The history of write-in votes -- which is to say, votes for a name not on the official list of nominees -- at the Academy Awards is a short but interesting one. In 1934, the fuss over Bette Davis's omission from the Best Actress lineup (for "Of Human Bondage") was enough to land her in third place on write-in votes; the next year, unnominated cinematographer Hal Mohr actually won for "A Midsummer Night's Dream." "Write-in voting has been banned almost ever since," notes Scott Feinberg. "It would require not only a signoff by the Academy’s board of governors, but also a major revamping of the already troubled online voting system." Feinberg argues that, in light of Ben Affleck's surprising non-nomination (determined by only 6% of the Academy membership) and subsequent precursor success, this would be the perfect year to reintroduce the process. [The Race]

A.O. Scott and Manohla Dargis survey the cinematic landscape in the age of Obama, with examples ranging from "Magic Mike" to a number of this year's Best Picture nominees. [New York Times]

So, because "Life of Pi" has no acting nods, that means actors aren't voting for it? False. Jon Weisman finds Twitter evidence of the film's starry fan club, ranging from Russell Crowe to Mia Farrow. [The Vote]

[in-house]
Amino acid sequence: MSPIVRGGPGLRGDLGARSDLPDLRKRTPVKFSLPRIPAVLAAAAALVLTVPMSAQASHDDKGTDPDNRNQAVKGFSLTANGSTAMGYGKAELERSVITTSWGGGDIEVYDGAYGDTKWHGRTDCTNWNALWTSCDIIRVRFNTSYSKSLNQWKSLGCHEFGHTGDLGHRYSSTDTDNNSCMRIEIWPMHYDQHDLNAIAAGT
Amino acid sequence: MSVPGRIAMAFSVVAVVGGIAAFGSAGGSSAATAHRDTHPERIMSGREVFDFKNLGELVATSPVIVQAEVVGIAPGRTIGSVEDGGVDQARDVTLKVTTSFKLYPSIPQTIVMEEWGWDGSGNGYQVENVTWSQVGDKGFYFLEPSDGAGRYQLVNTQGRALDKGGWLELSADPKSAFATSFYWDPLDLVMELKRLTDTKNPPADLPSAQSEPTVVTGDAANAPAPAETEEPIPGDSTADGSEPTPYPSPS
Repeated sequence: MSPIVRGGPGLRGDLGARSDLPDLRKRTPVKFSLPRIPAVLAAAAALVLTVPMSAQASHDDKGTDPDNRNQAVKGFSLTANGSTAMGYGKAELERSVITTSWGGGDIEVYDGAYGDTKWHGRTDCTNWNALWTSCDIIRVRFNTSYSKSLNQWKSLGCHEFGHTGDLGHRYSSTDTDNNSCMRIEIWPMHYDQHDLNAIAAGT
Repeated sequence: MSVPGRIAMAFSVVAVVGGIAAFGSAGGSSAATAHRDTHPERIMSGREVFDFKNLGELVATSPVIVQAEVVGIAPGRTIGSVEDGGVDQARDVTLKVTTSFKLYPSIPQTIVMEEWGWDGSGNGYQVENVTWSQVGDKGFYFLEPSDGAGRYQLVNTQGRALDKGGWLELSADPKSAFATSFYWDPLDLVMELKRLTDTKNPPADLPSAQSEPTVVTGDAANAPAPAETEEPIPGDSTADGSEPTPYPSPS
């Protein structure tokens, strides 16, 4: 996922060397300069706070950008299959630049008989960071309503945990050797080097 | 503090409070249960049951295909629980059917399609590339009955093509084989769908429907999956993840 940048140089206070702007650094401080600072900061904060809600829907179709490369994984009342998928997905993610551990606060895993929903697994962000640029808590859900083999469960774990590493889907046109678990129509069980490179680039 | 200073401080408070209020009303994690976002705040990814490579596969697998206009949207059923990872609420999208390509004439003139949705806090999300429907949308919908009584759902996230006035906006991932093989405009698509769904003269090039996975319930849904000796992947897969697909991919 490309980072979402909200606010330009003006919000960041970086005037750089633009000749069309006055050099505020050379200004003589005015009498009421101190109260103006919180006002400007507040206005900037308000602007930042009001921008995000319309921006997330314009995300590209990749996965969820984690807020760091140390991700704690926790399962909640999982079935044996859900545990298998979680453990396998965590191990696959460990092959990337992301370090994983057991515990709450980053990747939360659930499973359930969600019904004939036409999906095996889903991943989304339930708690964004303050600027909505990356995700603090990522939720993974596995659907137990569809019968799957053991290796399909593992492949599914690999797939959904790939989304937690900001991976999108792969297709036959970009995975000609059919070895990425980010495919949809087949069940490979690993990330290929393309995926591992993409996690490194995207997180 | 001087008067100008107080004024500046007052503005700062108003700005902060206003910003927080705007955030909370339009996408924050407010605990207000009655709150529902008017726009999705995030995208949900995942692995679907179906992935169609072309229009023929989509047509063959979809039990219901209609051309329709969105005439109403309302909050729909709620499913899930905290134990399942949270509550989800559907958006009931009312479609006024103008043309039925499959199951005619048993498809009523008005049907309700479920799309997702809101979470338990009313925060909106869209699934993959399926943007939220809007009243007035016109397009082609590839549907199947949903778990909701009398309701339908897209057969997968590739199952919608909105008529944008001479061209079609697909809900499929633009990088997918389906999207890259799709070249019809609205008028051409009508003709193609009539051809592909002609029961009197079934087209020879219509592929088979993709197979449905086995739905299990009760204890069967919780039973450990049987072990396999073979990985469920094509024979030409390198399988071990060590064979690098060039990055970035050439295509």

As we're gearing up for Sundance, Jason Guerrasio offers an interesting investigation into the less reputable side of the festival circuit. [IndieWire]

Something special for "Moonrise Kingdom" fans: download an enhanced, gorgeously illustrated edition of its Oscar-nominated screenplay. [Focus Features]

Steve Pond wonders whether more voters in the foreign-language and documentary categories will be guided by their hearts or their heads. [The Wrap]

David D'Arcy likens many films in the Sundance lineup to "expensive blogs": independent, potentially very worthwhile, but who's going to find them? [The Guardian]

Darren Aronofsky is one of five jury members for the Alfred P. Sloan Science in Film Initiative at Sundance this year. [Thompson on Hollywood]

Gary Goldstein looks for beyond the obvious for a list of deserving contenders overlooked by the Academy this year. For your belated consideration: Mira Sorvino for Best Actress. [LA Times]

Rumor has it the principal cast of "Les Mis" is set to take the stage at the Oscars for a group musical number. (UK tabloid the Daily Mail broke the news, though, so let's see.) [Broadway]